That’s the 2nd step, to really go into the process of building a market and creating a different way to do that. You cannot be doing exactly what the competitors are doing. You have to be differentiated in the marketplace.
The 3rd step is connecting to the stakeholders and making them understand why Boston Scientific has great products, which will benefit the patient, benefit the hospitals and benefit the healthcare system overall. That’s also what we are building with the stakeholders, connecting with the government and regulatory offices, all the key opinion leaders and all the hospital administrators and getting them to understand what Boston Scientific is all about.
MassDevice: Turning to India, where stents are hot, what’s the penetration rate for stents there?
SB: If you look at India overall, the stent penetration rate is still only about 60%. Out of that, bare-metal stents must be about 9%-11% and drug-eluting stents are about 50%. So there’s a huge opportunity.
In China, it is almost uniquely reversed. China is 1 of the few markets in the world where the drug-eluting stent penetration is 95-96%, so it is a very different market because they have local manufacturers who entered the market, they penetrated the Tier 2 and Tier 3. So the penetration opportunity is that each of these markets in China and India is still not reached by many of the established players. The opportunity to do that still exists.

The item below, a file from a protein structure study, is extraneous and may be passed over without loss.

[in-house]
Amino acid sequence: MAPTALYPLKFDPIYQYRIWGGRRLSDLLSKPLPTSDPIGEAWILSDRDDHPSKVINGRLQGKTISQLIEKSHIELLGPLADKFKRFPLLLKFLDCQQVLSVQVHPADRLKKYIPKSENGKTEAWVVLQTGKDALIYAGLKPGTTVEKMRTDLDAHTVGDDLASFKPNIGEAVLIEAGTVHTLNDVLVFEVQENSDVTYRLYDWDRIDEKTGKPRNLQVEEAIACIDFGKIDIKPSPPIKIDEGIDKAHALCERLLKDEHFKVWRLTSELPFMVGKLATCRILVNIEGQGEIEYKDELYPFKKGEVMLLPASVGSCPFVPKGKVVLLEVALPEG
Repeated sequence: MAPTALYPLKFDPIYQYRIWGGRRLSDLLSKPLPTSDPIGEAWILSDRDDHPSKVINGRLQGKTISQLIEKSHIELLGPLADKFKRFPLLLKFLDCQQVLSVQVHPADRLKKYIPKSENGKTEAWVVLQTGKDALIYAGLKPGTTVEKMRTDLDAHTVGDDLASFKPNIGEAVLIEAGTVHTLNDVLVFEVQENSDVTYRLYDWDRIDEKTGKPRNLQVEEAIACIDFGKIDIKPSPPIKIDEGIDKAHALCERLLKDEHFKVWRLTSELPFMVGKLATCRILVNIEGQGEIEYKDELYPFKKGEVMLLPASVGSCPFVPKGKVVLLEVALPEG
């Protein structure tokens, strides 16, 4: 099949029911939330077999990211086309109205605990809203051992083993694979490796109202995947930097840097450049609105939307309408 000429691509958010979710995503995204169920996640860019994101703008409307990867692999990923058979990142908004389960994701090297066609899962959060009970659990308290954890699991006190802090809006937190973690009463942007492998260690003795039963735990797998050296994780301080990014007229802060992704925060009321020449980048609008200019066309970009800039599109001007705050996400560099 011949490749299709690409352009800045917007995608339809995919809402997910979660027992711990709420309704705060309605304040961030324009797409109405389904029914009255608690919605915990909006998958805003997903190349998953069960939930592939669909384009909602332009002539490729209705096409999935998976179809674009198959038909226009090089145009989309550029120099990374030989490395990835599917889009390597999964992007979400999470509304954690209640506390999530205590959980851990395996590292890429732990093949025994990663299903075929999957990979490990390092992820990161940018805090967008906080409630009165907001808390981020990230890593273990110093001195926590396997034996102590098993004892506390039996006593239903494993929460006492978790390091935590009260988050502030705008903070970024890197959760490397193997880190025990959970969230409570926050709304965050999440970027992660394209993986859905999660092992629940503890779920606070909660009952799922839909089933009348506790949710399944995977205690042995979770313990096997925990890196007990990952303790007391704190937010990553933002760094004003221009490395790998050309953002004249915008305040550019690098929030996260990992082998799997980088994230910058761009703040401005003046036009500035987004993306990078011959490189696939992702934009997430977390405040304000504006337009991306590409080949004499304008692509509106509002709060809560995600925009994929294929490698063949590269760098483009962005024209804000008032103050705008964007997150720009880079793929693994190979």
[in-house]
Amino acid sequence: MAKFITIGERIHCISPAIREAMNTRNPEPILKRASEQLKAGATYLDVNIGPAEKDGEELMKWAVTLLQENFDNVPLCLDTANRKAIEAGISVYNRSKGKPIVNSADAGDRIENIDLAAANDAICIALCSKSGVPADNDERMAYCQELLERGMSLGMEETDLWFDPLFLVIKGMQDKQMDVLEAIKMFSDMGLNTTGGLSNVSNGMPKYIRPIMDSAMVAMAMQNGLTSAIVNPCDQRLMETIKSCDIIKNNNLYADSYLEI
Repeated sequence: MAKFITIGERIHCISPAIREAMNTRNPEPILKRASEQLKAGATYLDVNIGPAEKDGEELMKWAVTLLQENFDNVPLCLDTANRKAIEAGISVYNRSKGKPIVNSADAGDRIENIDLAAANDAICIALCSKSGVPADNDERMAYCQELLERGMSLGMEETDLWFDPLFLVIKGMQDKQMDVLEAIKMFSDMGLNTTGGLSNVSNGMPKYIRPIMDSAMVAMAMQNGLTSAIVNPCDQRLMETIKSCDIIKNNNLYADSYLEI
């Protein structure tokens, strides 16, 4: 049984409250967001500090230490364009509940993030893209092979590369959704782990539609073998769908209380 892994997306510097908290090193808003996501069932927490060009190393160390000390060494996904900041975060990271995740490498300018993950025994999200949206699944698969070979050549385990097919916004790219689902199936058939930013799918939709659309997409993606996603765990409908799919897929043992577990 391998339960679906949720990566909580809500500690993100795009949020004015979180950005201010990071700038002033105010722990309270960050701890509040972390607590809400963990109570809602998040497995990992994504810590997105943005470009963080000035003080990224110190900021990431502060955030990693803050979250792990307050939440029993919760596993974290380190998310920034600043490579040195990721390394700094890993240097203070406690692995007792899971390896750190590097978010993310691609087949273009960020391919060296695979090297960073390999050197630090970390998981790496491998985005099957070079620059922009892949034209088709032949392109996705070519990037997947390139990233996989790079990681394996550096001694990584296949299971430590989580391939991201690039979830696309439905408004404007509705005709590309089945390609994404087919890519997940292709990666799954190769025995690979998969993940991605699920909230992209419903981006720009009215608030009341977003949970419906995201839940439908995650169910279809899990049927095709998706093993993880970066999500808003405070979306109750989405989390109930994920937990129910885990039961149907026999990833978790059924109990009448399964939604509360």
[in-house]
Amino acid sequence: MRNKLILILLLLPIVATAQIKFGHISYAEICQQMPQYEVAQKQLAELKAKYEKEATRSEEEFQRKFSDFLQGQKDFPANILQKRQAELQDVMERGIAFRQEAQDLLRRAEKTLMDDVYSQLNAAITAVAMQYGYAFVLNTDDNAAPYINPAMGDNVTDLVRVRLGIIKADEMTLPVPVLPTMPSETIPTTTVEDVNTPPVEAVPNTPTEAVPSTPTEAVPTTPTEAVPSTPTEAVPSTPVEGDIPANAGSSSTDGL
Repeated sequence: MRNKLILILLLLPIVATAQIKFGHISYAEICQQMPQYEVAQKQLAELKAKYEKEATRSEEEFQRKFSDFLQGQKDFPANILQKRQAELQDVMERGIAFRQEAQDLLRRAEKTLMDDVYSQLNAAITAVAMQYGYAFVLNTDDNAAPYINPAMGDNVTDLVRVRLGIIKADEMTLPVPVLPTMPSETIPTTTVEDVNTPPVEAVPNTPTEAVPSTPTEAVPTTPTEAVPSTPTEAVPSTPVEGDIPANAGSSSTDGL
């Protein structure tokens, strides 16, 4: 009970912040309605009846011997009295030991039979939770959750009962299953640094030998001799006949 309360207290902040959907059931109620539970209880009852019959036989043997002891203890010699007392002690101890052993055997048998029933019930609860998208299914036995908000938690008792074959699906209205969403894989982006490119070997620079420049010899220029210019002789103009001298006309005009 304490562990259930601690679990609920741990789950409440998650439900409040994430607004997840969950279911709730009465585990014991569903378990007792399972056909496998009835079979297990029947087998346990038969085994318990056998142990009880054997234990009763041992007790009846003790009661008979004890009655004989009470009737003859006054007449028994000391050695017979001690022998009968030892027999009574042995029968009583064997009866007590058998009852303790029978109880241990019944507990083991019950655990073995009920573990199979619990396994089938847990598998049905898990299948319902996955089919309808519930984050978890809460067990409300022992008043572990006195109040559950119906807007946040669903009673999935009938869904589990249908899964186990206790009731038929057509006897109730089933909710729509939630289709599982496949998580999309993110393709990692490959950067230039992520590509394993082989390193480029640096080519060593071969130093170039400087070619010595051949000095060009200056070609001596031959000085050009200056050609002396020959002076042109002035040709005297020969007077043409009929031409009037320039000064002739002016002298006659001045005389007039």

The 3rd opportunity is growth of procedures. In China, there will be anywhere between 15%-18% procedure growth this year and it’s the same in India. Very few markets, anywhere in the world, have that kind of opportunity. All these are the opportunities that exist in these 2 markets. So that’s where the growth will come from.
MassDevice: If you look at the emerging markets, which do you see as the greatest opportunity right now?
SB: China. Clearly the size of the market, there is an opportunity across the entire country. There is fairly good pricing in China, the government reimburses in different rates in different provinces, but people have access to [the technology] already in China.
MassDevice: Some of the bigger players in medtech are acquiring Chinese companies. Boston hasn’t done that yet, but you have announced new innovation centers. Do you think you’ll augment that strategy and acquire some local manufacturers?